"The San Lazaro Hospital of Seville that was established in the middle of the 13th century was one of the most important in Spain and Europe throughout nearly eight centuries in terms of caring for leprosy patients. In the 1930s the exclusive treatment of leprosy patients ceased and San Lazaro became a general hospital. The Spanish Crown (Alfonso X) accorded certain privileges and rules to the hospital which also were conferred by subsequent monarchs. These rules and ordinances contributed to the establishment and functioning of many lazarettos throughout the Americas of which we have documentation, notably those of Santo Domingo, Tlaxplana (Mexico City), Lima, Cartagena de Incias, La Habana, and Yucatan."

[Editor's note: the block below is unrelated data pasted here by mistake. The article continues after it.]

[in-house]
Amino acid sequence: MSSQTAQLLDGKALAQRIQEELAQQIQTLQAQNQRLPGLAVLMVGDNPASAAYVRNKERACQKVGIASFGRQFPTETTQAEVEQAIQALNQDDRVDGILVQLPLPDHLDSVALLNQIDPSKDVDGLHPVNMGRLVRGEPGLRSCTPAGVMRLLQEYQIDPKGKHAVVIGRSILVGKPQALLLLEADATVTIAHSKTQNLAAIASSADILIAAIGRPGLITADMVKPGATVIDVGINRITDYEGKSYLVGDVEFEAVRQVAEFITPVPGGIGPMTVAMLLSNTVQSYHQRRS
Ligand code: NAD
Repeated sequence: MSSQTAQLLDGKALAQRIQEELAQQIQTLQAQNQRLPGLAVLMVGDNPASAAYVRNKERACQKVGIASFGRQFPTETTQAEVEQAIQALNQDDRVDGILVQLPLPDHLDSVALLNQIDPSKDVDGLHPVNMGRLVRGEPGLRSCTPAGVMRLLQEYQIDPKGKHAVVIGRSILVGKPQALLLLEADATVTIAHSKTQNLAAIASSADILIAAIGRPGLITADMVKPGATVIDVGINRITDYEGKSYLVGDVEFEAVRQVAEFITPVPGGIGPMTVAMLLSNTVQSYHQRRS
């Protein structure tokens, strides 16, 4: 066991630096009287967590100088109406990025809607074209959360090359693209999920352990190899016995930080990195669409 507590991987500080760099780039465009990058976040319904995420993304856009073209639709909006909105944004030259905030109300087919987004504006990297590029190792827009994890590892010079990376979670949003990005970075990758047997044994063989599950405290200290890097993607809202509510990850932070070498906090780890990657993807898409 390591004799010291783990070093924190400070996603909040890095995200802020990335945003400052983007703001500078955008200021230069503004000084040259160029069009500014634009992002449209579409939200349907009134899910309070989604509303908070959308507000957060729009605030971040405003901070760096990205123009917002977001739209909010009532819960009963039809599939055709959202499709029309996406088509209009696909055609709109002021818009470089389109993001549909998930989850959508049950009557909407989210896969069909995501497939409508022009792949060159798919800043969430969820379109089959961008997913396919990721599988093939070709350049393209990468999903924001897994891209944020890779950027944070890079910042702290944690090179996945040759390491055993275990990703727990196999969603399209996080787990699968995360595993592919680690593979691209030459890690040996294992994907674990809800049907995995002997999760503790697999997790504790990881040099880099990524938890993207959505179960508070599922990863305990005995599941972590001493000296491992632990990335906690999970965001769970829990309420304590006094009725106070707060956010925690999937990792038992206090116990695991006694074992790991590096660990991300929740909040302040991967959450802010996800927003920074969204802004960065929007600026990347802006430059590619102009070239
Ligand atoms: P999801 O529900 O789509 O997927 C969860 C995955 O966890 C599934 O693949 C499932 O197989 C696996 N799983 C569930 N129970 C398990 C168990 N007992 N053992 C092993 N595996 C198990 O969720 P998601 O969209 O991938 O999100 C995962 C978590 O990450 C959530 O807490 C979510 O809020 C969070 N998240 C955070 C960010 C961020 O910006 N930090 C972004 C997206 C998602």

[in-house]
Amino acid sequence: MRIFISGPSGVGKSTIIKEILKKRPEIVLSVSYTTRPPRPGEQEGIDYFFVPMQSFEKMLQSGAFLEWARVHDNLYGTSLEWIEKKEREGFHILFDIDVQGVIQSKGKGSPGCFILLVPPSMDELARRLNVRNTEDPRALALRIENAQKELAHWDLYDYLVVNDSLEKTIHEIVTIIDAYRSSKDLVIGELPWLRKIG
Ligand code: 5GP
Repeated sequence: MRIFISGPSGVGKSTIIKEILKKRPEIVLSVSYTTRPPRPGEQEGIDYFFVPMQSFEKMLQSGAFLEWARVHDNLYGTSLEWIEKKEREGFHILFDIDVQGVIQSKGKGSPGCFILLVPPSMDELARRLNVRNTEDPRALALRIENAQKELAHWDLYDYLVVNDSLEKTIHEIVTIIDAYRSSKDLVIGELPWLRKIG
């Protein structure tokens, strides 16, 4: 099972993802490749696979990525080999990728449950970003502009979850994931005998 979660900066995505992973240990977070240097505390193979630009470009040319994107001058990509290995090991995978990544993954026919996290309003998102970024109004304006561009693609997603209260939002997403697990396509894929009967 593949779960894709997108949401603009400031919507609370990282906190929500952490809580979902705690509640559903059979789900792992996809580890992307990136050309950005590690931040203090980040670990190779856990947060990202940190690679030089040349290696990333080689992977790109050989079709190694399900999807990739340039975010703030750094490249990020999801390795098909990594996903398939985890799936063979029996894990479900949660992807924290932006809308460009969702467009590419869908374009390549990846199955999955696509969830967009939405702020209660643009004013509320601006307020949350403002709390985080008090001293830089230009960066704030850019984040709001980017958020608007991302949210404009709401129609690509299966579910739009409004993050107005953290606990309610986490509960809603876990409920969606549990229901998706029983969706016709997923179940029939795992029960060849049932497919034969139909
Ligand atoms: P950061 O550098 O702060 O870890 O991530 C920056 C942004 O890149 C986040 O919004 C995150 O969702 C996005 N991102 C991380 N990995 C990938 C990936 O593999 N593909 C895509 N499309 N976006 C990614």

Source: E Moreno Toral, MT Lopez Diaz. "The influence of the San Lazaro Hospital of Seville in the creation and management techniques of the 'lazaretto' hospitals in the Americas", Int J Lepr Other Mycobact Dis, 65.2 (1997): 252-6. .